We continued around 2PM. The trail was now mainly switchbacks, first up the middle, and then next to the north side of the valley. It was quite rocky, and portions of the trail rested right on top of solid rock. Almost all vegetation had disappeared. We met a steady stream of outward bound hikers.
The sun came out briefly as we continued, and there was even a bit of snow that fell on us as we continued. The last 1,000 feet were quite strenuous, so we didn't reach Trail Camp until a quarter of 4PM.
Trail Camp is just a series of sites clustered near the trail near the eastern edge of a small lake. The lake's main purpose, from our perspective, was a source of drinking water, a task it performed admirably. Most of the sites are just flat areas with large rocks on one or another side to help block the wind. And yes, there was plenty of wind. Because the area is overshadowed by a 13,000 foot ridge to the west and north, the sun sets early. The camp itself is about 12,000 feet, which means that once the sun sets, it gets cold. Fast.
So after a short break, we set about finding a site. We ended up opting for one with a small, human-constructed, rock wall on three sides. When we started setting up the tent, I realized 2 things. First, the tent had no tarp included with it. Oops. Second, it was cold, and I had no gloves.
At any rate, we set up the tent, and moved most of the important stuff inside. Once I got into my sleeping bag, added a jacket, and changed to long pants, I was almost warm. We ate an extremely early dinner whose secondary purpose was to dispose of the food that we couldn't fit in the bear cannister. For whatever reason, neither of us was all that hungry, which made the task a bit more difficult. I also had a headache, and afterwards took a few aspirin to try and weaken it.
By 7:30PM, the sun had basically set, and it was quite cold outside. We found a home for the bear cannister, secured the rest of our stuff, and quickly returned to the tent. There began the difficult task of trying to sleep.
I did eventually fall asleep, although I was awakened several times, including the eventual arrival of the morning.Despite being bundled up in most of the clothes I'd brought, by early morning I was almost cold, and the temperature was such that condensation in the tent had frozen, as had the smaller water bottles. It was very cold.
We woke up around 6AM. The sky was already somewhat light, and there was a reddish tint to the east, above the Owens Valley and the White Mountains. The first order of business of the day was pumping water, which we did from the small lake near the camp. It was a very cold undertaking, not helped by the fact that a good portion of the lake was still frozen solid. For the day, we stuck food and 3 liters of water into the day pack. There is no reliable water source above Trail Camp, so a good bit of water is definitely in order. We also had the 3 cameras: my dad's digital and medium format ones, and my old-fashion 35mm SLR.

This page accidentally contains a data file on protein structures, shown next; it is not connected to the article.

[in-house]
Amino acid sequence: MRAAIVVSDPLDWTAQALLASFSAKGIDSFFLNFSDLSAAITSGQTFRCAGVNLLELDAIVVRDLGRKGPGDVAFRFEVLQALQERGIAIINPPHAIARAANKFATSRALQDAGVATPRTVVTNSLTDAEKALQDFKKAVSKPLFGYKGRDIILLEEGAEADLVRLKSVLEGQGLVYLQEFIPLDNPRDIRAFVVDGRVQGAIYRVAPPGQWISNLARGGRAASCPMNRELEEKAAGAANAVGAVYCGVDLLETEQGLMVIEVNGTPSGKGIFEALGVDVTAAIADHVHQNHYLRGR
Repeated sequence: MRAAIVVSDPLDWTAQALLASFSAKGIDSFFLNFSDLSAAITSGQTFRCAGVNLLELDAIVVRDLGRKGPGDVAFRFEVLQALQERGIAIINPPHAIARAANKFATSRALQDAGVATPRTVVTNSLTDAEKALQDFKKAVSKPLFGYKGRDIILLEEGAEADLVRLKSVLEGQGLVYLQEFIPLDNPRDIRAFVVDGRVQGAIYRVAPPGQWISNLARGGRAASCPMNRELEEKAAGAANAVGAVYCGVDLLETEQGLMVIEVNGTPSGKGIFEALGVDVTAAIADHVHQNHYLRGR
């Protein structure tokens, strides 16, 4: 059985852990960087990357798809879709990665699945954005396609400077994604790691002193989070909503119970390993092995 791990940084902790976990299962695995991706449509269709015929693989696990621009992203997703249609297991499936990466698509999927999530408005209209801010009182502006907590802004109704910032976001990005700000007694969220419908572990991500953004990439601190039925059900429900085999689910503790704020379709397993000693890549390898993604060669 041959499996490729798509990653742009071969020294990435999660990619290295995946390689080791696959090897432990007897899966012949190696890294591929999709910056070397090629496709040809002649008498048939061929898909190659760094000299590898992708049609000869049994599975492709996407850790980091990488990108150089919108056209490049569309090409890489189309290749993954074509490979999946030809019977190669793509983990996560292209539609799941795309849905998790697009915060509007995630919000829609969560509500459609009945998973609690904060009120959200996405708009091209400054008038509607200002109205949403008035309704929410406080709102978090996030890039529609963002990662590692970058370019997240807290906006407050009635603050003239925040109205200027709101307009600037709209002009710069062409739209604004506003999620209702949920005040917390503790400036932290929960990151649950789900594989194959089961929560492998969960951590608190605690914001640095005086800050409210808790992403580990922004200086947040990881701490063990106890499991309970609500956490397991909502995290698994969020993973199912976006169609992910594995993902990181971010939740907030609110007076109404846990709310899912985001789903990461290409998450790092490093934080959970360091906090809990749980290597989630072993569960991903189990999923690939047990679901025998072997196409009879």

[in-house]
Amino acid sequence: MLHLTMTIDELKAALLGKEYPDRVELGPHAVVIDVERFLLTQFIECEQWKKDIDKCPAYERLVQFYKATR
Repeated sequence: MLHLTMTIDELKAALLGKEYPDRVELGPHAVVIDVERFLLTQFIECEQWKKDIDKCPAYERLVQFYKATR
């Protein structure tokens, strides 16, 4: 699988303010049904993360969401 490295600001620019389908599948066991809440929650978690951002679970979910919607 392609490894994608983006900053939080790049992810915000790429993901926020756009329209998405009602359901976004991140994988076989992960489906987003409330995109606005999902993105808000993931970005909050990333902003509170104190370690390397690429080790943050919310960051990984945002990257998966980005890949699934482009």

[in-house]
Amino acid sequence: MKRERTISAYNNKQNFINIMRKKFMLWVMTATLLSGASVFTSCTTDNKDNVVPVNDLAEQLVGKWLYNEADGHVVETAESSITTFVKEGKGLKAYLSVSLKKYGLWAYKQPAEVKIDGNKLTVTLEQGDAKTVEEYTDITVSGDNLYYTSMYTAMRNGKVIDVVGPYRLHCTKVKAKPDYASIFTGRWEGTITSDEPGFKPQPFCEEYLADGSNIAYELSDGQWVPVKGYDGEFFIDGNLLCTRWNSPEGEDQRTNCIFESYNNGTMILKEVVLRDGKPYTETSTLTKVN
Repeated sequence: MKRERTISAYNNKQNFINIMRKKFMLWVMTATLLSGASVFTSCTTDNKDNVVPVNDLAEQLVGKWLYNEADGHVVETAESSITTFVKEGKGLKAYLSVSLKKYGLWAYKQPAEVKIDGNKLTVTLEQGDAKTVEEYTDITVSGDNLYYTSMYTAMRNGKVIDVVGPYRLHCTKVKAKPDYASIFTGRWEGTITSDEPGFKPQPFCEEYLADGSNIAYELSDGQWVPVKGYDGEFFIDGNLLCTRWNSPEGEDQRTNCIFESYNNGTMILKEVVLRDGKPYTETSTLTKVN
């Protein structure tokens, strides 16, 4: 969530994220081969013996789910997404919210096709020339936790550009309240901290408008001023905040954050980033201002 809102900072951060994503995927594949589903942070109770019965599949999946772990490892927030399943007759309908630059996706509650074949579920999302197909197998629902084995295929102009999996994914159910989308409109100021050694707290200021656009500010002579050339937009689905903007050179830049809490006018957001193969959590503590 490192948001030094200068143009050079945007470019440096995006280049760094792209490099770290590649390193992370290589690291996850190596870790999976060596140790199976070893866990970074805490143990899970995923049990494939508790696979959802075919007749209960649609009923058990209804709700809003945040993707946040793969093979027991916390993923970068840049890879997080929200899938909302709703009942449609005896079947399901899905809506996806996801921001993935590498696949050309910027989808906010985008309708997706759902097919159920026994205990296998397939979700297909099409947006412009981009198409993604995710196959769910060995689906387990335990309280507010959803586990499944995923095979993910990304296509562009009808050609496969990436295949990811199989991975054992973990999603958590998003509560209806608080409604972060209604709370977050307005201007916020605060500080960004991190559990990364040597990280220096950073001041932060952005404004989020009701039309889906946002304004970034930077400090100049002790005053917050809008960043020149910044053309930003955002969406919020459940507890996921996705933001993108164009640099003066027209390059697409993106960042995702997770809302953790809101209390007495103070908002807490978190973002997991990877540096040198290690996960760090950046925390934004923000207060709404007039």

We left the camp just before 8. It was still awfully cold, but the sun had actually risen, and after a surprisingly short time I was pretty warm. The trail's course to the ridge was almost impossible to see from below, but according to the rumors, it takes 96 switchbacks to get to the top. In our case, there were already many groups of hikers, ahead and behind us, so we had a rough idea of where we were headed. The switchbacks were reasonably steep, but the views of the Owens Valley were nothing short of spectacular. There were also occasional ice deposits, and once we were well above the camp, a good deal of snow beside the trail. It took us a little more than an hour to reach the ride and Trail Crest.
Trail Crest, at 13,600 feet, is where the trail goes from facing east to facing west. In short, it's where we crossed the Sierras, and if someone were more creative, they probable would have named it Whitney Pass, or some such. We had ourselves a brief rest, and a second breakfast. Both sides are pretty sheer, but the landscape looking west was quite impressive, and probably not good for anybody prone to vertigo. You basically have a series of 2,000 ft. high cliffs enclosing a basin containing two lakes. Even the basin is so high, though, that there are no trees whatsoever. Farther west, you see trees, and other ranges of what look like gentle hills. Being on Trail Crest, were it not for some massive odd shaped rock slabs, is like being on top of the world.
Around half past nine, we departed, and the trail actually descended a bit, skirting sheer cliff and chimney shaped outcroppings to reach the junction with the Crabtree Lake trail. From there, if one wants, one can eventually reach Sequoia National Park headquarters. It's a long way though. In any case, after the brief descent, the trail leveled out. One of the results of the ridge being so uneven was that occasionally we were afforded 'peepholes' between the crags, between two crests. After around half an hour, the ridge began to widen, and the cliffs metamorphosed into gentler hills of loose rock. The trail ascended gently for another half hour, before abruptly turning eastwards and more or less going straight up the hillock.
By this point the weather had turned rather ominous. Wisps of cloud kept zipping over the ridge, and much larger clouds blotted out our view to the west. The hill we were climbing more or less disappeared into a white void. At a quarter past 11, we reached the high point of the trip, the top of Mt. Whitney.
Although our side was reasonably gentle, a glance eastward sufficed to explain why the trail came the way it did. The other side of Whitney was a cliff. Drop a stone of the side, and it'd probably bounce all the way back to Lone Pine, if not farther. Unfortunately, the view of Lone Pine, and indeed almost anything, was pretty much nonexistent. Clouds ensured that momentary glimpses were all we had of the east. The west was hazy, but generally visible. Needless to say, the snow we saw going up to Trail Crest was present in abundance on the top. Our rest and picture break required a great deal of effort to keep warm and dry.